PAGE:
Supporters and opponents were evenly divided at the first session of a public hearing on the application by the Gunks Climbers’ Coalition for a Special Use Permit to construct a driveway and parking lot at 655/657 South Mountain Road in Gardiner. The hearing was part of the September 27 meeting of the Gardiner Planning Board and will be continued at its next meeting on October 25.
The proposal by the group is to create an automobile entryway, closed off by a steel gate set 20 feet back from the roadhead, with a 300-foot driveway leading around a curve and up a slope to an eight-car parking lot that would not be visible from the road. At the parking area would be a kiosk explaining regulations for the use of the area. From a trailhead there, Coalition members could hike in about a mile-and-a-half, with a 1,000-foot elevation gain, to access a relatively unknown rock-climbing area known as Ant Lion Crag, comprising about 1,000 feet of the cliff face of Millbrook Mountain. According to the Coalition, the area offers 70 to 100 climbing routes ranging in difficulty from 5.5 to 5.13.
The 86-acre cliff parcel was acquired by the Coalition in 2020, with help from a $109,000 loan from the Access Fund’s Climbing Conservation Loan Program, a crowdfunding appeal and a $20,000 grant from the Conservation Alliance. However, the two parcels fronting North Mountain Road are not the property of the Gunks Climbers’ Coalition, but of neighboring landowners Robert O’Brien and Kevin Abberton, who agreed to form a three-way partnership to facilitate the land purchase and to provide easements for ingress and egress.
Most of the controversy that has arisen so far around the proposal has been sparked by fears that when the lot fills up, overflow parking will spill onto nearby roadsides. A number of meeting attendees cited negative experiences with parking along local roads by out-of-town users of the Minnewaska State Park Preserve and the Mohonk Preserve when trail usage was heaviest during the height of the COVID-19 pandemic. Others who live on South Mountain Road expressed worries about trespassers taking shortcuts across their land. Planning Board chair Paul Colucci questioned whether having a parking lot at all would “invite more users,” adding, “The temperature of this Board is that we’re uncomfortable at this juncture with this application.”
Surprisingly, some of the most vocal supporters of the proposal who turned up at the meeting were near neighbors of the entry site. “I live directly across the street from the parcel, and I support the project,” said Michael Bridge. “Most of the neighbors approve of the trail.” Several other South Mountain Road residents expressed similar support, some identifying themselves as climbers.
Coalition representatives pointed out that entry through the gate to the parking lot would be allowed only to members of the organization, who number less than 200, according to Coalition chair Peter Cody. “It’s not like walking into the Mohonk Preserve,” he said. “It’s a thousand-foot elevation gain to get up there. This is not going to be something that I drive up from Brooklyn and do.”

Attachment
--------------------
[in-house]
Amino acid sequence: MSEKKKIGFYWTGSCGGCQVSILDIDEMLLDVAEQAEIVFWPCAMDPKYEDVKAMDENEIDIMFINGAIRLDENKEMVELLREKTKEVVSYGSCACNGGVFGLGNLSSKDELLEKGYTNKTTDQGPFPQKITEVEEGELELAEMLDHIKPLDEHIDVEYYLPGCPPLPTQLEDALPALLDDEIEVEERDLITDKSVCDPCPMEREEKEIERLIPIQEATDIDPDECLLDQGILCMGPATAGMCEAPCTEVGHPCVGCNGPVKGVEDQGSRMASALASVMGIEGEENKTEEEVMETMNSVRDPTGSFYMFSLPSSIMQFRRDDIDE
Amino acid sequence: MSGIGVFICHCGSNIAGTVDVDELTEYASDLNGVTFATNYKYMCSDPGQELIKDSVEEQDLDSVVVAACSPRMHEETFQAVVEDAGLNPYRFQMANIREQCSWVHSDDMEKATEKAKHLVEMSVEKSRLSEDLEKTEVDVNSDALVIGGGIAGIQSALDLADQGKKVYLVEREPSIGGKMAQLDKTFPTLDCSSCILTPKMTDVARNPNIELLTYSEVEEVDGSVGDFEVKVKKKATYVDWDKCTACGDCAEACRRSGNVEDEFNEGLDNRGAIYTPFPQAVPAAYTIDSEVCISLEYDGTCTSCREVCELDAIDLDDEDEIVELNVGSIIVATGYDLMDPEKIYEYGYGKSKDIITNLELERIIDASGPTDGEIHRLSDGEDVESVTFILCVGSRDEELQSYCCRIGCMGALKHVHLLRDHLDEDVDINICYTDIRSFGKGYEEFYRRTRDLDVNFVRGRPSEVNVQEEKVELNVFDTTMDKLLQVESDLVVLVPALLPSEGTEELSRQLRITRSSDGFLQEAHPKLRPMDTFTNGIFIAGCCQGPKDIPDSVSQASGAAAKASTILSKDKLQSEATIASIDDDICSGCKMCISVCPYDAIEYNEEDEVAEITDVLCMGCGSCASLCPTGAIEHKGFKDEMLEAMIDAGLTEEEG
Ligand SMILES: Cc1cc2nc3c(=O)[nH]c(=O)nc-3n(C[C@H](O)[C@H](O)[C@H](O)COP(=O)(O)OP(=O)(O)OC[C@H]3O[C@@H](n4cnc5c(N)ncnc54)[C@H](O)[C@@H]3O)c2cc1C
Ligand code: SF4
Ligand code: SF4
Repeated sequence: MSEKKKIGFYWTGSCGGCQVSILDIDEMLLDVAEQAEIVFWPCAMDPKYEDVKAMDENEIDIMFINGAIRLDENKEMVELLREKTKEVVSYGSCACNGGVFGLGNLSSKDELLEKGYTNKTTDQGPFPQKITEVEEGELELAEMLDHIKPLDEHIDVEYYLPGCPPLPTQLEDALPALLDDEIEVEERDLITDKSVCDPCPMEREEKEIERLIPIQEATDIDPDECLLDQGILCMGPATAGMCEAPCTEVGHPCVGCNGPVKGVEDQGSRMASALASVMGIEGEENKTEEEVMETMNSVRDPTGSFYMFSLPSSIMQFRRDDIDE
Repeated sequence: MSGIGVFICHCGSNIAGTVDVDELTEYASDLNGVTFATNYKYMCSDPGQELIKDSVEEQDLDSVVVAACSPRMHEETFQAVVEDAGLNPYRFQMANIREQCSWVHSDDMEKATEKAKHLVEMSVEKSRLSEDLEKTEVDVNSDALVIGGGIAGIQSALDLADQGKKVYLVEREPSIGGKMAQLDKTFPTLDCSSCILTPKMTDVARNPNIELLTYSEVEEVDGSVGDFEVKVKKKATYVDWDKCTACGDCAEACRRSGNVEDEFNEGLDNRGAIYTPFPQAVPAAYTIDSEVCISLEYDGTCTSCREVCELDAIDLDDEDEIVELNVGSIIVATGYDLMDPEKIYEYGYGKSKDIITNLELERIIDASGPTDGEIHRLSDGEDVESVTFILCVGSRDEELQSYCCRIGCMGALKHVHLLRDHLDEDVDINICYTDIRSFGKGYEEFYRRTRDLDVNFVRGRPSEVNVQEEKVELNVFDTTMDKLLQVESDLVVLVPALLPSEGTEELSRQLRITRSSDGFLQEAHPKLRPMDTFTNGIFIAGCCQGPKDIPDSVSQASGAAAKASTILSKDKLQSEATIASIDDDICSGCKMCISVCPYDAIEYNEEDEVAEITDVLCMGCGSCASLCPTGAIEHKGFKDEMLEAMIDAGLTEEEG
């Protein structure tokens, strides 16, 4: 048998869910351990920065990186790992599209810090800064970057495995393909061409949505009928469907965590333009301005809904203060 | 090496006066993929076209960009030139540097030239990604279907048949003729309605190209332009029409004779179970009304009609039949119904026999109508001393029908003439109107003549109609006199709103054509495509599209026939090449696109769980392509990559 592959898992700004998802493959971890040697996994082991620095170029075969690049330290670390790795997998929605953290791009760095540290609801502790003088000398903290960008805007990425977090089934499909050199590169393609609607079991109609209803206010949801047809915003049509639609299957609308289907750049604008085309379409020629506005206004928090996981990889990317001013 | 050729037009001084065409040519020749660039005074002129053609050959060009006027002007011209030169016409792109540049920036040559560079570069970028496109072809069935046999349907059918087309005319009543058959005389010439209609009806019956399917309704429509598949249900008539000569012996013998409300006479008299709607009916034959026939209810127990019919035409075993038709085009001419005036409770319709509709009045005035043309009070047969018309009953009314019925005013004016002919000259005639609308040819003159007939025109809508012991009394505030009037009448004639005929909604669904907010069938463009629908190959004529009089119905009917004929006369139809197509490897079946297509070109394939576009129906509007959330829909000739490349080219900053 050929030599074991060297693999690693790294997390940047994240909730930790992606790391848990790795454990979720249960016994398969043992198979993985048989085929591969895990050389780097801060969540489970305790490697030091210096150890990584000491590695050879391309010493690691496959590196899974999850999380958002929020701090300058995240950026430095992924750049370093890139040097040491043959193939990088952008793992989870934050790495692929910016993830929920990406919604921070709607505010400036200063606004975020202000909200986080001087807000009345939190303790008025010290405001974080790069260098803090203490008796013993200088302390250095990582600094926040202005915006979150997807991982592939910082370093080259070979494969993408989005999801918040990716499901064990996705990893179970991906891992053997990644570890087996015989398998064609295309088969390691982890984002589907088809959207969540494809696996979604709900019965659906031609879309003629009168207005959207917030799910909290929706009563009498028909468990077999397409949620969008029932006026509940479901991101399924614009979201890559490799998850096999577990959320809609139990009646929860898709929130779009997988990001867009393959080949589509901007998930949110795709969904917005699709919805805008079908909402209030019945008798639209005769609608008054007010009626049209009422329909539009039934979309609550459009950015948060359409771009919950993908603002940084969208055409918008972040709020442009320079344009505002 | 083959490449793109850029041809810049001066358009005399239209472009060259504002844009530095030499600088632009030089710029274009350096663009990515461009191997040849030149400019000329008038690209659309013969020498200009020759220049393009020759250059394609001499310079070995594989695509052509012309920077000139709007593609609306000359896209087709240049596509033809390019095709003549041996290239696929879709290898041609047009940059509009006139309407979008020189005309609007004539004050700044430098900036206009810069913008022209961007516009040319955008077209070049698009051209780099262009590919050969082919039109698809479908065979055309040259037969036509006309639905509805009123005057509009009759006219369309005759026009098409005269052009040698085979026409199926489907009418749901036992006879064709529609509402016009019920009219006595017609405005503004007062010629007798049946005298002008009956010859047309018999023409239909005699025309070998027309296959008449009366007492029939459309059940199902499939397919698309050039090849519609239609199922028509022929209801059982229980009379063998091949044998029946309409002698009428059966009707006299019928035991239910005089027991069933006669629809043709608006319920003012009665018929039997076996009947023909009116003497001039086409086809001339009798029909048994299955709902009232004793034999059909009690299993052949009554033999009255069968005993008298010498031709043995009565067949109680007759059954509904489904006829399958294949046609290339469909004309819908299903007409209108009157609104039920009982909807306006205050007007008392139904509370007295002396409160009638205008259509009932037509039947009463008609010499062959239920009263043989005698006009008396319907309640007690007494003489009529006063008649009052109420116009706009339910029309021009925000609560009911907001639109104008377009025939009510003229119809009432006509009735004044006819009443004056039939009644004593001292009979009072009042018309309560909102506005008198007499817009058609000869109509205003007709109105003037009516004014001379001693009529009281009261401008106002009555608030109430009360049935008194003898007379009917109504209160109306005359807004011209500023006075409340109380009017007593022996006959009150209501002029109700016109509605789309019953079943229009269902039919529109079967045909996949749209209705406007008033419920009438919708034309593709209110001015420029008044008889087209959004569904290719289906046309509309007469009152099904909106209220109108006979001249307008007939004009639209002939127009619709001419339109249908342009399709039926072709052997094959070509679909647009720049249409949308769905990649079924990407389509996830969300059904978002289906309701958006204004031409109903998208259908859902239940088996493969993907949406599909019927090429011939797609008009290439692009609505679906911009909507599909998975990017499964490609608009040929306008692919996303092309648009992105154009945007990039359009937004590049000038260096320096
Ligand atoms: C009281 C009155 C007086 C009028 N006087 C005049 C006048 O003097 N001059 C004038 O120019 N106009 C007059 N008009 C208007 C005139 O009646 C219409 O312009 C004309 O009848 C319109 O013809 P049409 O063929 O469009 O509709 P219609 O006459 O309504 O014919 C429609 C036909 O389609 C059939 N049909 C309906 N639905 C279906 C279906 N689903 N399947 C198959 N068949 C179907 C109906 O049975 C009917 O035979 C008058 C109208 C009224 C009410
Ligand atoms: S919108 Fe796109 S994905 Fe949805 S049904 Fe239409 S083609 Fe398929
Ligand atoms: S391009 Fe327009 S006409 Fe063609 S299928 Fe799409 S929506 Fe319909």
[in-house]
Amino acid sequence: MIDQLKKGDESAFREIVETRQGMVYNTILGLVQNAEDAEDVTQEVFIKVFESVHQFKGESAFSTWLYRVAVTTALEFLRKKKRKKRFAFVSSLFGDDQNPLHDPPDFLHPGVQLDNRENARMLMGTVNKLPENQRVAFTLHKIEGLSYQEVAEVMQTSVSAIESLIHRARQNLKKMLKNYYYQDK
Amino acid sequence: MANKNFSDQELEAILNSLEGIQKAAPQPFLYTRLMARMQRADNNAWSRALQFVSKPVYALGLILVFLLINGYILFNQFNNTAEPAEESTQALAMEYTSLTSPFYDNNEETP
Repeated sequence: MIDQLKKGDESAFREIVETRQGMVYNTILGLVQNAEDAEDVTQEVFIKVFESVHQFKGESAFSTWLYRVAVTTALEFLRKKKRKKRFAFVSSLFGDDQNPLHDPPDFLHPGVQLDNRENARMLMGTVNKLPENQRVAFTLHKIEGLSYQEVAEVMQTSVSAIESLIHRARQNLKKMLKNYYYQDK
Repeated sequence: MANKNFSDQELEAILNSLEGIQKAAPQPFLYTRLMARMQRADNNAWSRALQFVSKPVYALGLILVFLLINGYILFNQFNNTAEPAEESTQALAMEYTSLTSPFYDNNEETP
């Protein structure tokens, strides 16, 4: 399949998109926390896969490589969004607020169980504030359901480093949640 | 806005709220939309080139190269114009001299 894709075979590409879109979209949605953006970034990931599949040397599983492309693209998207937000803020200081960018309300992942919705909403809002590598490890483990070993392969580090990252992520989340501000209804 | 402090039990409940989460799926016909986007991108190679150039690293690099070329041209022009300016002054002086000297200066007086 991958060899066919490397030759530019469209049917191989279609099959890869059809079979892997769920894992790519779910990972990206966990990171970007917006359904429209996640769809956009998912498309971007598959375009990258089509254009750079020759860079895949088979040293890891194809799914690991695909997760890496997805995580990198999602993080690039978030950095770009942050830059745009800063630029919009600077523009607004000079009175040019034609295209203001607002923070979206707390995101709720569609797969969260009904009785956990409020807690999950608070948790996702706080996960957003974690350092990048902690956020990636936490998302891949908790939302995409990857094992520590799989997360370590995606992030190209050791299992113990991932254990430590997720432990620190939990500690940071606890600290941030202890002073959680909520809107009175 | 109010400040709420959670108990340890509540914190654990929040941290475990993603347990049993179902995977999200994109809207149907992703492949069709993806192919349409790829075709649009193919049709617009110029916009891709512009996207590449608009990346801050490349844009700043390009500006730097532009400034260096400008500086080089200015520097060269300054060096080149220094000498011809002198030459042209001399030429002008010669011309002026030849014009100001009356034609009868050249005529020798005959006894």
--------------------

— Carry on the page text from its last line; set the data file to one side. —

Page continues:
This position won support from Tal Ilany Seweryn, a former Board member of the Mill Brook Preserve in New Paltz, who identified herself as a Gunks Climbers’ Coalition member. “This is not really comparable to other cliffs all over the Shawangunk Ridge. There’s a very long hike to get access,” she said. Seweryn compared the climbing area to Lost City (a/k/a Dickie Barre), which is accessible only from the Mohonk Preserve’s Coxing Picnic Area (a/k/a Split Rock) parking lot. “When Split Rock fills up, there’s no place else to park.” This limitation serves to reduce pressures of potential overuse on the Lost City climbing routes, she said.
Responding to concerns about how a ban on on-street parking nearby might be enforced, Cody said that he would discuss posting signage with the Town Highway Department and Country Department of Transportation. After Gardiner Town supervisor Marybeth Majestic, speaking in a private capacity as a North Mountain Road property-owner, suggested that the Coalition “retain a tow truck company as a solution to overflow parking,” Cody replied, “I fully endorse having a towaway.”
Another contentious issue is what to do about disposal of human waste along the access trail. Gesturing to the Planning Board, Colucci said, “I don’t think anybody here is trying to endorse a porta-potty – unless it’s a composting toilet.” Several Coalition members and supporters recommended the use of compostable BioBags as an alternative, which come in sizes appropriate for human waste as well as for complying with pooper-scooper laws for dogs. “BioBags are a real thing,” said one outdoorsy neighbor. “They use them in Moab, and they’re compatible with Leave No Trace policies.”
To learn more about the Gunks Climbers’ Coalition proposal, including copies of all pertinent application documents, click on the Coalition’s Dropbox link on the Planning Board agenda page at www.townofgardiner.org/planning-board-agenda. Comments on the application can be submitted via e-mail throughout the public hearing period to firstname.lastname@example.org.